Reflections from Desert Edens

Philipp Lehmann

Generalplan Ost
Source: Niedersächsisches Landesarchiv-Staatsarchiv Osnabrück, K 2001/019 Nr. 96 H, n.d.

“In the East, we don’t only need German people, but also trees, forests, clouds, and rain.”
- Heinrich Wiepking-Jürgensmann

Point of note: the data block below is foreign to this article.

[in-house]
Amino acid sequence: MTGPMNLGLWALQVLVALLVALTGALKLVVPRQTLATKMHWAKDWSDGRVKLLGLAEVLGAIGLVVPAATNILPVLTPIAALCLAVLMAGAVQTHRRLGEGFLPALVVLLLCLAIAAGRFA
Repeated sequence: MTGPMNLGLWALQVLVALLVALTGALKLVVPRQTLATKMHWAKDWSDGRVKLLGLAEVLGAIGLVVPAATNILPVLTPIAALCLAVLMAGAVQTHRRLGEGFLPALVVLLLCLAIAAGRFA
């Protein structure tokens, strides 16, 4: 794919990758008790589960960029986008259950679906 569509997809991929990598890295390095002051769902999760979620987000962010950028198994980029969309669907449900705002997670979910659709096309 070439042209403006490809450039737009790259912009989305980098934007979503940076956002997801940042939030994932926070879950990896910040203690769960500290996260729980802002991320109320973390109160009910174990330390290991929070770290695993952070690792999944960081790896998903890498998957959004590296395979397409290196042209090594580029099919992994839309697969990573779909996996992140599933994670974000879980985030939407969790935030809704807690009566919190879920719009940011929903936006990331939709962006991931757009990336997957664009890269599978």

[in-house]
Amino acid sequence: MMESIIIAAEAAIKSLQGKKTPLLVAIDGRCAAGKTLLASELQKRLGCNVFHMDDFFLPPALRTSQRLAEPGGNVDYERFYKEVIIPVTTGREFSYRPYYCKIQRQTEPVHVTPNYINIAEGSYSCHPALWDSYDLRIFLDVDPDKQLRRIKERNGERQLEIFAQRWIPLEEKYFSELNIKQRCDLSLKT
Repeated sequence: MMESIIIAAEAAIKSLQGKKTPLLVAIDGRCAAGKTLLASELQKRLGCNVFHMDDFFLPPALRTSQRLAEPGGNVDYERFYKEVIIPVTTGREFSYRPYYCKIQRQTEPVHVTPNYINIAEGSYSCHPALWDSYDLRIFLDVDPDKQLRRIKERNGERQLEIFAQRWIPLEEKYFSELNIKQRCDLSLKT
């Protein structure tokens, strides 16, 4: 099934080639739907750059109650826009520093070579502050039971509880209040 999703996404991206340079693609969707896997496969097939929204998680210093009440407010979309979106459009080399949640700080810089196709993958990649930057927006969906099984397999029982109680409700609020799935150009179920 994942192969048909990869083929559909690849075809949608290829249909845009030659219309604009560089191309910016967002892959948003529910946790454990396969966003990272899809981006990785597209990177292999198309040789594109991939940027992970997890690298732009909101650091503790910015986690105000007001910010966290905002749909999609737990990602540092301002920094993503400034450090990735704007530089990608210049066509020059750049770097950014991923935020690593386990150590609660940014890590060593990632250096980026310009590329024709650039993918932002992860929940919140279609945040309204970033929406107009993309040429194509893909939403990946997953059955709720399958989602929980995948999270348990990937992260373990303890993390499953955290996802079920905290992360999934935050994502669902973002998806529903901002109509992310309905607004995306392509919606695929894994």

Backed by the possibilities of modern engineering and technology, the Generalplan aimed at a “total solution” concerning the new organization of the East, mirroring Konrad Meyer’s call for a “total perspective” of planning. Most prominently,theseplans included the installation of German rule and a far-reaching colonizing agenda, envisioning the settlement of around 5.5 million German colonists in the occupied areas over twenty-five years. This also entailed displacing non-Germanic populations to Siberia or sending them to labor and death camps, as the land was to be “Germanized” comprehensively. A 1941 book on German rule in the East stated bluntly that no Pole or Jew was to remain on German soil. Complementary to these ethnic cleansing policies, the RKF plans for the East also included far-reaching designs for architectural, agricultural, and environmental transformation, which would ultimately serve as a model for reorganizing all landscapes in the new German Empire. In keeping with the general violence of Nazi rule, the plans to redesign the landscapes in the East called for prisoners and non-Germanic forced laborers to do the lion’s share of the required work. Taken together, the Generalplan was thus part of a synchronized masterplan of ethnic cleansing, colonization, slave labor, and landscape transformation—exemplified in the luridly radical SS volume Der Untermensch (“The Subhuman”), which justified German rule and violence by alleging the “everlasting will of the subhuman to return the land to desert” and the German ability to “put his [positive] mark on the landscape.”


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